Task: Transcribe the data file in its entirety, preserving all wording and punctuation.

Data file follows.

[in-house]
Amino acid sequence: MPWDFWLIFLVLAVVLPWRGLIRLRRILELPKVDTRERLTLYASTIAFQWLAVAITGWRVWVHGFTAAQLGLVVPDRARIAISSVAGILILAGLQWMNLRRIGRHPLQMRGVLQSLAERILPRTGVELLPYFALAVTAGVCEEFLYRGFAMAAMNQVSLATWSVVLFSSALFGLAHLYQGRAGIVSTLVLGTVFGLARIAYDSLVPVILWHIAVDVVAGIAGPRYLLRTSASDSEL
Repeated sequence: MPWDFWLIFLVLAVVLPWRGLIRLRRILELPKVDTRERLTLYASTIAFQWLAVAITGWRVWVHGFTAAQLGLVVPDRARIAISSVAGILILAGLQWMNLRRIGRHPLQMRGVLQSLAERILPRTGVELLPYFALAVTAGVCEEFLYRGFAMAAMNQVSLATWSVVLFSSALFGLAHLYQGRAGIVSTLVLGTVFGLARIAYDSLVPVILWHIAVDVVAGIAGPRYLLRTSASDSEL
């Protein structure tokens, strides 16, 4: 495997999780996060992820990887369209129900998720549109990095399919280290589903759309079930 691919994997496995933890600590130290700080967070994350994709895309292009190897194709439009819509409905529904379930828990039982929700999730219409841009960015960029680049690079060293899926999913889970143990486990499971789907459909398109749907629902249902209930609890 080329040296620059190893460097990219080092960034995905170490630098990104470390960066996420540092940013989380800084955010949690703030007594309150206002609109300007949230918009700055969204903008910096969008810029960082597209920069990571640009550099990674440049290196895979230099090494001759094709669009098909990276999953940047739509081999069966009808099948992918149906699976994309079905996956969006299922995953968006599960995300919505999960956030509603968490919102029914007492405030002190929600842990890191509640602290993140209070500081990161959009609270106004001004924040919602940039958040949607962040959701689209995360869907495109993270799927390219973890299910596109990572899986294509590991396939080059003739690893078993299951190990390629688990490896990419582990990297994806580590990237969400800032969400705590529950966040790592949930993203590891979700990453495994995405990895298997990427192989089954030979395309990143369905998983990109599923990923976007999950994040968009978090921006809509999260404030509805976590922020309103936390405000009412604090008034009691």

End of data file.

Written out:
[in-house]
Amino acid sequence: MPWDFWLIFLVLAVVLPWRGLIRLRRILELPKVDTRERLTLYASTIAFQWLAVAITGWRVWVHGFTAAQLGLVVPDRARIAISSVAGILILAGLQWMNLRRIGRHPLQMRGVLQSLAERILPRTGVELLPYFALAVTAGVCEEFLYRGFAMAAMNQVSLATWSVVLFSSALFGLAHLYQGRAGIVSTLVLGTVFGLARIAYDSLVPVILWHIAVDVVAGIAGPRYLLRTSASDSEL
Repeated sequence: MPWDFWLIFLVLAVVLPWRGLIRLRRILELPKVDTRERLTLYASTIAFQWLAVAITGWRVWVHGFTAAQLGLVVPDRARIAISSVAGILILAGLQWMNLRRIGRHPLQMRGVLQSLAERILPRTGVELLPYFALAVTAGVCEEFLYRGFAMAAMNQVSLATWSVVLFSSALFGLAHLYQGRAGIVSTLVLGTVFGLARIAYDSLVPVILWHIAVDVVAGIAGPRYLLRTSASDSEL
């Protein structure tokens, strides 16, 4: 495997999780996060992820990887369209129900998720549109990095399919280290589903759309079930 691919994997496995933890600590130290700080967070994350994709895309292009190897194709439009819509409905529904379930828990039982929700999730219409841009960015960029680049690079060293899926999913889970143990486990499971789907459909398109749907629902249902209930609890 080329040296620059190893460097990219080092960034995905170490630098990104470390960066996420540092940013989380800084955010949690703030007594309150206002609109300007949230918009700055969204903008910096969008810029960082597209920069990571640009550099990674440049290196895979230099090494001759094709669009098909990276999953940047739509081999069966009808099948992918149906699976994309079905996956969006299922995953968006599960995300919505999960956030509603968490919102029914007492405030002190929600842990890191509640602290993140209070500081990161959009609270106004001004924040919602940039958040949607962040959701689209995360869907495109993270799927390219973890299910596109990572899986294509590991396939080059003739690893078993299951190990390629688990490896990419582990990297994806580590990237969400800032969400705590529950966040790592949930993203590891979700990453495994995405990895298997990427192989089954030979395309990143369905998983990109599923990923976007999950994040968009978090921006809509999260404030509805976590922020309103936390405000009412604090008034009691």